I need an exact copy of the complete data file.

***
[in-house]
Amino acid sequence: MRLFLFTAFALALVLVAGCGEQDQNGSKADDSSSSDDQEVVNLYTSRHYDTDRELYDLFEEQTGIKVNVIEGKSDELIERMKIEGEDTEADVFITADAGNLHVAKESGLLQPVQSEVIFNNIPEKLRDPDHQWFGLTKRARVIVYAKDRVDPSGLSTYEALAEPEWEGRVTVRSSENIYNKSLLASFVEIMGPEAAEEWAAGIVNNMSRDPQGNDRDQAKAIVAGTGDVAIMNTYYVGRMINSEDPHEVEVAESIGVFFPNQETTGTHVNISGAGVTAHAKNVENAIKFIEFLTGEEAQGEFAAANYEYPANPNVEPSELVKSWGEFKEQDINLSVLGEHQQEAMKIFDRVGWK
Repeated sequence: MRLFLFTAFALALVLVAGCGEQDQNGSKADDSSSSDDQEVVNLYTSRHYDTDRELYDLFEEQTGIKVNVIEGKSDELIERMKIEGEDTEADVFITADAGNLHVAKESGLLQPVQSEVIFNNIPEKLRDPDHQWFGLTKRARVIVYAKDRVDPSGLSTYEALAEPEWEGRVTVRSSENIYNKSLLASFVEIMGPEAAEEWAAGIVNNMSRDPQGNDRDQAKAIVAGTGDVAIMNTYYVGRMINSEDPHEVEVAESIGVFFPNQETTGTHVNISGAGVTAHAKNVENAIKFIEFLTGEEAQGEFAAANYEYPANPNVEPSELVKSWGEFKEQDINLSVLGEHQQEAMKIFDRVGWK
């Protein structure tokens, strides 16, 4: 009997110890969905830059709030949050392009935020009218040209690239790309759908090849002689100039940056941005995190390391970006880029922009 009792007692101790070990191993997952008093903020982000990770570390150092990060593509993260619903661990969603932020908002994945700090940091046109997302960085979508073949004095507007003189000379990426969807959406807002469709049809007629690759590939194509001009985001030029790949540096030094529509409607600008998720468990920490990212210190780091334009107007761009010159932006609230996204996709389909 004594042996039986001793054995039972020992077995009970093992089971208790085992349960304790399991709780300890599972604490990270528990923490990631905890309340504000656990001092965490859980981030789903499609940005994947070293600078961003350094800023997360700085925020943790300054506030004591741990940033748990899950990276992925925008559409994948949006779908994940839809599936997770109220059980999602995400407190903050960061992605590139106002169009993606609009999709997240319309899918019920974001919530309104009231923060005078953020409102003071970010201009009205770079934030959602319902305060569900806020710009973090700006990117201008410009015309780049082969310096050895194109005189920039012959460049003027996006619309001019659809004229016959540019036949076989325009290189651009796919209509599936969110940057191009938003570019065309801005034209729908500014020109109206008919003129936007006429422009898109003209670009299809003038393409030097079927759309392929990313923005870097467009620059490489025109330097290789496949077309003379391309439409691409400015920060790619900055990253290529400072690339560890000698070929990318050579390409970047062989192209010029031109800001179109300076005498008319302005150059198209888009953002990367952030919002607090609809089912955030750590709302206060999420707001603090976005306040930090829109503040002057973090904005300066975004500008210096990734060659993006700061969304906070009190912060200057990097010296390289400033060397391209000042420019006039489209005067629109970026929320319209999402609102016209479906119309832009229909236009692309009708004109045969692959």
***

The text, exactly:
[in-house]
Amino acid sequence: MRLFLFTAFALALVLVAGCGEQDQNGSKADDSSSSDDQEVVNLYTSRHYDTDRELYDLFEEQTGIKVNVIEGKSDELIERMKIEGEDTEADVFITADAGNLHVAKESGLLQPVQSEVIFNNIPEKLRDPDHQWFGLTKRARVIVYAKDRVDPSGLSTYEALAEPEWEGRVTVRSSENIYNKSLLASFVEIMGPEAAEEWAAGIVNNMSRDPQGNDRDQAKAIVAGTGDVAIMNTYYVGRMINSEDPHEVEVAESIGVFFPNQETTGTHVNISGAGVTAHAKNVENAIKFIEFLTGEEAQGEFAAANYEYPANPNVEPSELVKSWGEFKEQDINLSVLGEHQQEAMKIFDRVGWK
Repeated sequence: MRLFLFTAFALALVLVAGCGEQDQNGSKADDSSSSDDQEVVNLYTSRHYDTDRELYDLFEEQTGIKVNVIEGKSDELIERMKIEGEDTEADVFITADAGNLHVAKESGLLQPVQSEVIFNNIPEKLRDPDHQWFGLTKRARVIVYAKDRVDPSGLSTYEALAEPEWEGRVTVRSSENIYNKSLLASFVEIMGPEAAEEWAAGIVNNMSRDPQGNDRDQAKAIVAGTGDVAIMNTYYVGRMINSEDPHEVEVAESIGVFFPNQETTGTHVNISGAGVTAHAKNVENAIKFIEFLTGEEAQGEFAAANYEYPANPNVEPSELVKSWGEFKEQDINLSVLGEHQQEAMKIFDRVGWK
């Protein structure tokens, strides 16, 4: 009997110890969905830059709030949050392009935020009218040209690239790309759908090849002689100039940056941005995190390391970006880029922009 009792007692101790070990191993997952008093903020982000990770570390150092990060593509993260619903661990969603932020908002994945700090940091046109997302960085979508073949004095507007003189000379990426969807959406807002469709049809007629690759590939194509001009985001030029790949540096030094529509409607600008998720468990920490990212210190780091334009107007761009010159932006609230996204996709389909 004594042996039986001793054995039972020992077995009970093992089971208790085992349960304790399991709780300890599972604490990270528990923490990631905890309340504000656990001092965490859980981030789903499609940005994947070293600078961003350094800023997360700085925020943790300054506030004591741990940033748990899950990276992925925008559409994948949006779908994940839809599936997770109220059980999602995400407190903050960061992605590139106002169009993606609009999709997240319309899918019920974001919530309104009231923060005078953020409102003071970010201009009205770079934030959602319902305060569900806020710009973090700006990117201008410009015309780049082969310096050895194109005189920039012959460049003027996006619309001019659809004229016959540019036949076989325009290189651009796919209509599936969110940057191009938003570019065309801005034209729908500014020109109206008919003129936007006429422009898109003209670009299809003038393409030097079927759309392929990313923005870097467009620059490489025109330097290789496949077309003379391309439409691409400015920060790619900055990253290529400072690339560890000698070929990318050579390409970047062989192209010029031109800001179109300076005498008319302005150059198209888009953002990367952030919002607090609809089912955030750590709302206060999420707001603090976005306040930090829109503040002057973090904005300066975004500008210096990734060659993006700061969304906070009190912060200057990097010296390289400033060397391209000042420019006039489209005067629109970026929320319209999402609102016209479906119309832009229909236009692309009708004109045969692959």